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Now is the time for Jamaica to join CCJ


Barbados Nation

Now is the time for Jamaica to join CCJ

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WHEN THE JUDGMENT in the case Myrie vs Barbados was handed down in October 2013, it was considered a transformational point for the Caribbean Court of Justice (CCJ). The decision proved to many sceptics, especially in Jamaica, that the court was one which was independent, and of high integrity and strong legal scholarship.

Not only had justice been served, but the CCJ had gone about dealing with this case unlike any the Privy Council in Britain had ever treated to in this region. The decision was hailed in every territory across the region by legislators, the legal profession and, most important, the average citizen, who connected with and understood the ruling. The feeling was that the court had proved itself and the detractors would now get on board.

Concerning regional states which have stayed away from the CCJ – Trinidad and Tobago and Jamaica – it was felt that some of the suggestions against joining would have been deemed irrelevant post-Myrie. But the pathway to having the CCJ as the region’s final court of justice still seems uncertain, at least in Jamaica.

The region should this week have a clear picture of where Jamaica stands with the region’s top court. From today, the House of Representatives in Kingston should start debate on legislation which could pave the way for that country to join the CCJ in all its jurisdictions.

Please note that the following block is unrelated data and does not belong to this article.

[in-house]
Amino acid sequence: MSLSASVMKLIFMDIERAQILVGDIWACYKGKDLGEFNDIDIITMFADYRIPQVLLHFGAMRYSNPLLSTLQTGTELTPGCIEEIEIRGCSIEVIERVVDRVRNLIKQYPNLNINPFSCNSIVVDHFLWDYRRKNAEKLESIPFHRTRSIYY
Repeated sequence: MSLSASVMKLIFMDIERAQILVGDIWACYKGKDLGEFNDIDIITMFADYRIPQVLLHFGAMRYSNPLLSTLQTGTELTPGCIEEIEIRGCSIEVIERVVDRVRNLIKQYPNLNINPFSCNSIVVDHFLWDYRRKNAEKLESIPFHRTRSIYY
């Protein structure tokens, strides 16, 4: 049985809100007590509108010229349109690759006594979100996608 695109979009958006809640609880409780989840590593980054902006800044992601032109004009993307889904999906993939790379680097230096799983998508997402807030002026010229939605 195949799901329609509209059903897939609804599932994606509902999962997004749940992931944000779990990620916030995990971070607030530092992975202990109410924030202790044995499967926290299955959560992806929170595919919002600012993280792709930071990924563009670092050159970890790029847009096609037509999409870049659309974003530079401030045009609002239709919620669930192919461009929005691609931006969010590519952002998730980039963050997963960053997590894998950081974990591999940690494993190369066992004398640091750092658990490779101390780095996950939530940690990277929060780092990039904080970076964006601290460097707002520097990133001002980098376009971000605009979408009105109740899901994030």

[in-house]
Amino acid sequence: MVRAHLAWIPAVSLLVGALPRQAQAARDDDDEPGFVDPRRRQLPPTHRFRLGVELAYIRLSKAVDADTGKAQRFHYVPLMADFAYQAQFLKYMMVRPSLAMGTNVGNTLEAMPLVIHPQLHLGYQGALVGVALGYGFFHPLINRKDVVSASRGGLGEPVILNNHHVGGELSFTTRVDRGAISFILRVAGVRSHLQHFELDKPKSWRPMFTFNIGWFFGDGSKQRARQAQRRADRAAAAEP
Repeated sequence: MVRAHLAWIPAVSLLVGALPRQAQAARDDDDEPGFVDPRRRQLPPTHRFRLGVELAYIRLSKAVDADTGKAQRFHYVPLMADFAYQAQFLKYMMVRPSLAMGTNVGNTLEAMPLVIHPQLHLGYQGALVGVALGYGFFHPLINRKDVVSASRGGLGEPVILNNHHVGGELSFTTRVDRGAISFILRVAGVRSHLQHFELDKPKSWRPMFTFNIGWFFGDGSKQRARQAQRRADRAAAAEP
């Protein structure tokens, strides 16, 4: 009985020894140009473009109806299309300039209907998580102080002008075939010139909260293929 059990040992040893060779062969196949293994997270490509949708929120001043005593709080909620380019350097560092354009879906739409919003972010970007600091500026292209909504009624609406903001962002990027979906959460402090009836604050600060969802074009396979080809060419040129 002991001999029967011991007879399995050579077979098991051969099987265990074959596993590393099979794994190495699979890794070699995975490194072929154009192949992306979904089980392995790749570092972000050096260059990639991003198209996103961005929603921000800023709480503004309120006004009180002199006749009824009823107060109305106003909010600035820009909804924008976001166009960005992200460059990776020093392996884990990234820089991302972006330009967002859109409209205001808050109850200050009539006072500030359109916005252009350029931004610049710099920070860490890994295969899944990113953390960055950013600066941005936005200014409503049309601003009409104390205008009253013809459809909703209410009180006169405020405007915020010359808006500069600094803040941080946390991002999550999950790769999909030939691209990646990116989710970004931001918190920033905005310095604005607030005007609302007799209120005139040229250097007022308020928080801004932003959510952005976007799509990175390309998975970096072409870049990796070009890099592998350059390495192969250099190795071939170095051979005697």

Already, it seems as if the vote will be purely along party lines as the leader of the opposition Jamaica Labour Party (JLP), Andrew Holness, has virtually said no to his party’s support. His comments seem well in keeping with the strong anti-Caribbean position the JLP has long promoted.

This is a most unfortunate situation for a country which boasts of more than 50 years of political independence, whose products and people can be found all across the Caribbean, and which can find tangible evidence all across Jamaica of the substantial contribution of people from the “small islands in the south”. 

It is important that Holness and his JLP approach today’s debate open-mindedly and pragmatically on this matter, about which logic and common sense suggest that the CCJ should be his country’s final court in all its jurisdictions. The British Privy Council, which the JLP favours, is far removed, too expensive and does not connect with the Caribbean. 

Neither must the people of Jamaica be misled into believing that a national referendum is necessary to determine whether that country should sign on fully to the CCJ. Our hope is that the Portia Simpson Miller administration be well prepared to present its argument on why the switch is necessary.

It is time for Holness and his team to end the roadblock to Jamaica’s accession to the CCJ and let this be a defining moment for his country. Now is not the time to be left standing in London like lost souls.

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